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Hong Kong taxis rank highly— Hong Kong

Preface

With 18,000 taxis on Hong Kong’s roads, this is a city in which you’ll never have to wait more than a few minutes to find one.

Taxi, Urbanism

25 November 2011

With 18,000 taxis on Hong Kong’s roads, this is a city in which you’ll never have to wait more than a few minutes to find one.

Well, almost never anyway. Don’t even attempt flagging one down on rainy days because they’ll all be occupied, or at 4pm when drivers are on shift-change and all taxis vanish.

Though Hong Kong’s public transport system is as close to perfect as it could be, taxis are an exceptionally convenient alternative to crowded buses, trams and the metro. 

They cost next to nothing – a trip from West Hong Kong to Central sets you back no more than HKD25 or just over €2. And they look cool. Hong Kong’s taxi-fleet is made up of boxy Crown Comfort Toyotas.

They’re painted in different colours: Red cars on Hong Kong Island and Kowloon, blue on Lantau Island and green in the New Territories. If nothing else, the different colours will tell you in which part of Hong Kong you’re currently in if you’re ever in doubt.

Most also run on gas – a plus in Hong Kong’s battle against pollution.

If you’re lucky, you’ll be picked up by the driver who sings love songs in French and English, or by one of the drivers who are taxi-dispatchers on the go, attending to their many beeping mobile phones neatly attached to the dashboard. I’ve counted up to nine.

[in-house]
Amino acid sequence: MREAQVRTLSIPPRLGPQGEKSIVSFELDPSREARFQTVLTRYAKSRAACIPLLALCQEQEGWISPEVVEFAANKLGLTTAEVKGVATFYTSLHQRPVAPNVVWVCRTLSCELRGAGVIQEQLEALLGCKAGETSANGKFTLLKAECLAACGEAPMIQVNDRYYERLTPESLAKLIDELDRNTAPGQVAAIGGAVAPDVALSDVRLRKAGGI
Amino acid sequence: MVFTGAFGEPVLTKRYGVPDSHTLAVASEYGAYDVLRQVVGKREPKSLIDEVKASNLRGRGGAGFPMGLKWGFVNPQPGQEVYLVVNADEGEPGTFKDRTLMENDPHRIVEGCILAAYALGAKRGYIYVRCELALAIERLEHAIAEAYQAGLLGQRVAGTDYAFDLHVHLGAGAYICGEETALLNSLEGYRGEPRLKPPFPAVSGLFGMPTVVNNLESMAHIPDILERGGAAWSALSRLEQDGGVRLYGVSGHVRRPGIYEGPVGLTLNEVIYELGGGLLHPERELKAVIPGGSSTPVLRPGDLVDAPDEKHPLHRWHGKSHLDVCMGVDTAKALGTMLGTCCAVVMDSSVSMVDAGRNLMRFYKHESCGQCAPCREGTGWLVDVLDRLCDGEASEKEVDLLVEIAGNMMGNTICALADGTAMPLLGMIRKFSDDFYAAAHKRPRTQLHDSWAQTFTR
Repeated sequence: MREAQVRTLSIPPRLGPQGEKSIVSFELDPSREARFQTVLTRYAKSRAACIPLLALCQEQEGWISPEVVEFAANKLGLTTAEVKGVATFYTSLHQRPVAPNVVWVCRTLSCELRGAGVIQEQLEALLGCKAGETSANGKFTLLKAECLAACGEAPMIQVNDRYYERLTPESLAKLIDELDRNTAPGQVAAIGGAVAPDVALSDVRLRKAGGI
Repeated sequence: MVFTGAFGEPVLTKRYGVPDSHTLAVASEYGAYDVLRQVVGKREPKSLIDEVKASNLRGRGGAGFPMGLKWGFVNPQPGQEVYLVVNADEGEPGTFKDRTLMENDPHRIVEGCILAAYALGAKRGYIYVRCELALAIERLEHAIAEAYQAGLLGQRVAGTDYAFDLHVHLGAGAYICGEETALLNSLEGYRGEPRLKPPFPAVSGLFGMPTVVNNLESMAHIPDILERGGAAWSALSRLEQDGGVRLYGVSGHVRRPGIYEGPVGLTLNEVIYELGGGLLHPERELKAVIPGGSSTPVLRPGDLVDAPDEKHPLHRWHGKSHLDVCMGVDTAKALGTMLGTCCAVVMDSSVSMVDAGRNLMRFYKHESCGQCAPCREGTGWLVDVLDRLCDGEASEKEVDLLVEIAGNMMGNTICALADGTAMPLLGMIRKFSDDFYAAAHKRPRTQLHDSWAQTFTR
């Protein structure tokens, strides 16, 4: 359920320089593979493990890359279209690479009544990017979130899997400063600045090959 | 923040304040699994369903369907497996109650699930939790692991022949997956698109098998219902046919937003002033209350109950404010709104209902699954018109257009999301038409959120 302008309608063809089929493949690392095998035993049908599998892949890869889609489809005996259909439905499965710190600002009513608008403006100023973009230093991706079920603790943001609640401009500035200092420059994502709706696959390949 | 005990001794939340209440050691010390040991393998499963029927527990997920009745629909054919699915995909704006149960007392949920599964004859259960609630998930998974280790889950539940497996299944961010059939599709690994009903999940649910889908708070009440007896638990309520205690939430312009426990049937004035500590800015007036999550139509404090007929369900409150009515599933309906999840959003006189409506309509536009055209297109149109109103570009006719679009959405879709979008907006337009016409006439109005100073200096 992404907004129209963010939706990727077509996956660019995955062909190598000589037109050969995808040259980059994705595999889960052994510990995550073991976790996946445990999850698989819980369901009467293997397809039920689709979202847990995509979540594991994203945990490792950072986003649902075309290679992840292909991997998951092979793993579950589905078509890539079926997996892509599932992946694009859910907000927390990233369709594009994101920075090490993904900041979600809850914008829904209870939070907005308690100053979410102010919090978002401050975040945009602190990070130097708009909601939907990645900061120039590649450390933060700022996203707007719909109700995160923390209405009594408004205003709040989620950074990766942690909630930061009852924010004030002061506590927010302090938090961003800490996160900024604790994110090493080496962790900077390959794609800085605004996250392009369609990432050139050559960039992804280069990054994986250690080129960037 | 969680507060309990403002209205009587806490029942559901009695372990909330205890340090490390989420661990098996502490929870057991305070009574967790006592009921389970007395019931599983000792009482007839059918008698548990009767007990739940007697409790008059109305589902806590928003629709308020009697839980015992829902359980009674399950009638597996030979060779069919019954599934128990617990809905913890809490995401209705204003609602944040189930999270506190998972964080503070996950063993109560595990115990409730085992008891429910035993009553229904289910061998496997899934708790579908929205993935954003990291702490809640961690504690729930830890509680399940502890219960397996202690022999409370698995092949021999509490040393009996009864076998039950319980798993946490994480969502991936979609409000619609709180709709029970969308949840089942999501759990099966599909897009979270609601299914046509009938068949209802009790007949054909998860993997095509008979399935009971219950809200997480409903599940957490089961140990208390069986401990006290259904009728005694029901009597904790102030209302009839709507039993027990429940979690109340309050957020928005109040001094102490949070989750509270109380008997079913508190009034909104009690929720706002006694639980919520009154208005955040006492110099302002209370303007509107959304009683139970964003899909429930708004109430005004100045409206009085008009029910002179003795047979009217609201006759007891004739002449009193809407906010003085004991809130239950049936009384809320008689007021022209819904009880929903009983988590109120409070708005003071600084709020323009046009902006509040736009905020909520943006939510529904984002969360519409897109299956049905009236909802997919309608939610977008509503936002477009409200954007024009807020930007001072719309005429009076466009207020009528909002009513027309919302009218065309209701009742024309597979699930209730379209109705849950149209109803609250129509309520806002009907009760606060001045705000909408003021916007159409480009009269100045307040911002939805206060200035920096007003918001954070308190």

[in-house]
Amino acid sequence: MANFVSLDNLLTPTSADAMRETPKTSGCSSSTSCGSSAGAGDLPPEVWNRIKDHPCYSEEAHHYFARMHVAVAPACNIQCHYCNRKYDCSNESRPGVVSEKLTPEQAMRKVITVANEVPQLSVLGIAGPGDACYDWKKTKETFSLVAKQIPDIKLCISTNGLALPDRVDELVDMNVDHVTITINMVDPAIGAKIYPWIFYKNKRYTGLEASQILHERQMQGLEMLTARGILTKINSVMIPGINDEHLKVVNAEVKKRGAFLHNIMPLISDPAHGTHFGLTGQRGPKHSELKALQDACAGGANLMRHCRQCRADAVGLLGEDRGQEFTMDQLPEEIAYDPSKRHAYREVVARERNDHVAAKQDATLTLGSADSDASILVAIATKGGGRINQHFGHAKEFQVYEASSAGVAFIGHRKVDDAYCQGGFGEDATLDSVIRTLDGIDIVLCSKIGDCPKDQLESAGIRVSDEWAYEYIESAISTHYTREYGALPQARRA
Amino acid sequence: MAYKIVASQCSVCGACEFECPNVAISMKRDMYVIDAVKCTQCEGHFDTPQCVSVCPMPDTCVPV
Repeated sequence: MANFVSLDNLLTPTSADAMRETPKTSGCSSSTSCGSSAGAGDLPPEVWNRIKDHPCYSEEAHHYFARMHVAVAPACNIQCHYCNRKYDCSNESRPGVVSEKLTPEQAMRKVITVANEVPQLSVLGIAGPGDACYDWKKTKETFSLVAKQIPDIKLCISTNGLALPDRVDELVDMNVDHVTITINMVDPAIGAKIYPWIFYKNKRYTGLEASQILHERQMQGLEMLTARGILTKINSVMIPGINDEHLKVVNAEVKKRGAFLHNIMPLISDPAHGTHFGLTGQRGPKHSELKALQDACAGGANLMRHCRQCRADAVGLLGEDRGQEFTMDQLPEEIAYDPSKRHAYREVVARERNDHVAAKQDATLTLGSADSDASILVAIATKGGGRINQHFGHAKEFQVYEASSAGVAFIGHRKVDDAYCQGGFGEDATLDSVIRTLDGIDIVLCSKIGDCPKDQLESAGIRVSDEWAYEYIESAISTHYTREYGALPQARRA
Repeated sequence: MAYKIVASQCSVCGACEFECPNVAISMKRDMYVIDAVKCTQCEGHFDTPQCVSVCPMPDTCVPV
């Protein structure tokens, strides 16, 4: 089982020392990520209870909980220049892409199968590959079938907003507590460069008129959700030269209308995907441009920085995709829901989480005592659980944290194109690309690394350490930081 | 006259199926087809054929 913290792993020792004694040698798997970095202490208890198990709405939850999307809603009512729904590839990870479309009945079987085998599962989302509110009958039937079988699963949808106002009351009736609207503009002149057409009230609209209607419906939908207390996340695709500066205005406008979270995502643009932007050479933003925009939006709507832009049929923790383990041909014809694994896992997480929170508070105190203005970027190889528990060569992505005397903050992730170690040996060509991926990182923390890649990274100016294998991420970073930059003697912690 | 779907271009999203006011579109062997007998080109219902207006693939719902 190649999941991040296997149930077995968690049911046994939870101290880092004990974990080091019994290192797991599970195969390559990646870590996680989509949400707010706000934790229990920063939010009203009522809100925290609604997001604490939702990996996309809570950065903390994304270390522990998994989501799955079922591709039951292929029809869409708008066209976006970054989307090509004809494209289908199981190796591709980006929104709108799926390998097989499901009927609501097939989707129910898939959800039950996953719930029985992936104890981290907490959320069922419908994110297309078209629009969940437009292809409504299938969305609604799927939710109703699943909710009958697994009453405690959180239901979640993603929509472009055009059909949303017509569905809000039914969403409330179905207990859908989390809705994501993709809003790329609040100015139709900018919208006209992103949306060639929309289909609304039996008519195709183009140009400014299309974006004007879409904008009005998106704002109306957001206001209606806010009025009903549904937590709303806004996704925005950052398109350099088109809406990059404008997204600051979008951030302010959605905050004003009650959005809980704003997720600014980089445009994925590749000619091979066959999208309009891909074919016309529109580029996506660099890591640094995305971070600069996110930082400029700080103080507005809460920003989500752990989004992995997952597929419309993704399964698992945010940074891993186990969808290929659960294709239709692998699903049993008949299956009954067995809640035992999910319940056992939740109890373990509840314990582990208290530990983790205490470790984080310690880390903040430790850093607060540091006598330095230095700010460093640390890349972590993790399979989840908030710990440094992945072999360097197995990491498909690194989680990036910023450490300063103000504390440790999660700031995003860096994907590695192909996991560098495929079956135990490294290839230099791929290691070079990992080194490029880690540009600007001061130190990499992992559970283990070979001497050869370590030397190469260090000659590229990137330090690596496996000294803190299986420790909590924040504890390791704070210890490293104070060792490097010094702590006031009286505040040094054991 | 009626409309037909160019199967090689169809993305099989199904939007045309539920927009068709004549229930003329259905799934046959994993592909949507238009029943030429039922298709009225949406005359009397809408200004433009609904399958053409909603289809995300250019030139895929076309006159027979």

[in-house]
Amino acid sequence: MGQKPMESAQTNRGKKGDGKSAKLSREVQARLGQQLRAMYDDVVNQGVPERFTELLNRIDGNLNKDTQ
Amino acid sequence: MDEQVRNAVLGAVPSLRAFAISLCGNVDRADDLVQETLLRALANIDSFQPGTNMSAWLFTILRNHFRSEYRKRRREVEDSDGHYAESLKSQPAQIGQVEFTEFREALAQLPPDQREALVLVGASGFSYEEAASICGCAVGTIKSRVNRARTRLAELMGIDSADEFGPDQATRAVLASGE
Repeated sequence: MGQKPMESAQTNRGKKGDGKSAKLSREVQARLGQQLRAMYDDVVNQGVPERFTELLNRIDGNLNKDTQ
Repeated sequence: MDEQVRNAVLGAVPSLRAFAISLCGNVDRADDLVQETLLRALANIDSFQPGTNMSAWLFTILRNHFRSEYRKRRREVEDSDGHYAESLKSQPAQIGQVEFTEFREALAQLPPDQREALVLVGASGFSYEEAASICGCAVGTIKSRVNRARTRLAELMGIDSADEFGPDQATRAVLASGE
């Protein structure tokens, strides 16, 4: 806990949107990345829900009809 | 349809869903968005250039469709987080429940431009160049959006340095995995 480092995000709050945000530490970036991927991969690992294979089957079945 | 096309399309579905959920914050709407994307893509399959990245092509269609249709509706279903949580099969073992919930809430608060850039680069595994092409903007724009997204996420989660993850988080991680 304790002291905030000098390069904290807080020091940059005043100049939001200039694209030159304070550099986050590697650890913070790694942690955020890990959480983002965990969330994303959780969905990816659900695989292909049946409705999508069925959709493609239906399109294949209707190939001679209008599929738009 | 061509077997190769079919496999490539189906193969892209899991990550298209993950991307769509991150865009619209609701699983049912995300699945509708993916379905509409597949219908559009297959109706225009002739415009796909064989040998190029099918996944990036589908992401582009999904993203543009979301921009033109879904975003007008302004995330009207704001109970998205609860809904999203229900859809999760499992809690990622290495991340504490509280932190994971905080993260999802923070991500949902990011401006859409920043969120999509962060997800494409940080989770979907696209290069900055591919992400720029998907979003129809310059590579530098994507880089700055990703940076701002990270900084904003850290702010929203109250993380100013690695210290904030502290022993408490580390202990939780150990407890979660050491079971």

A less exciting aspect of taxi-rides here, is Hong Kong’s taxi drivers’ very own, and very unique, style of driving.

It’s a sort of nudge-the-gas-pedal-step-on-the-brakes-accelerate-brake-accelerate-scenario where passengers are thrown around the backseat like gloves in a washing machine. Highly uncomfortable and sometimes difficult to stomach.

The automatic taxi-doors, controlled by the driver, can on occasion also be used against you if you’ve managed to upset your driver – to either trap you or smash you on the head.

Thankfully, I’ve only been taxi-door-squeezed once (it might have had something to do with Swedish-Chinese cultural differences) and though there are plenty of grumpy taxi-drivers who make disgruntled noises when I pronounce my destination in Cantonese with a Swedish accent, the majority are a pleasant lot. They’d never dream of taking you on a detour.

The Hong Kong taxi brings all of this city’s characteristics into one car-ride; it’s fast-moving, efficient, ambitious – one always competing with the other for space – at times nauseating but you always come back for more.

Monocle 24

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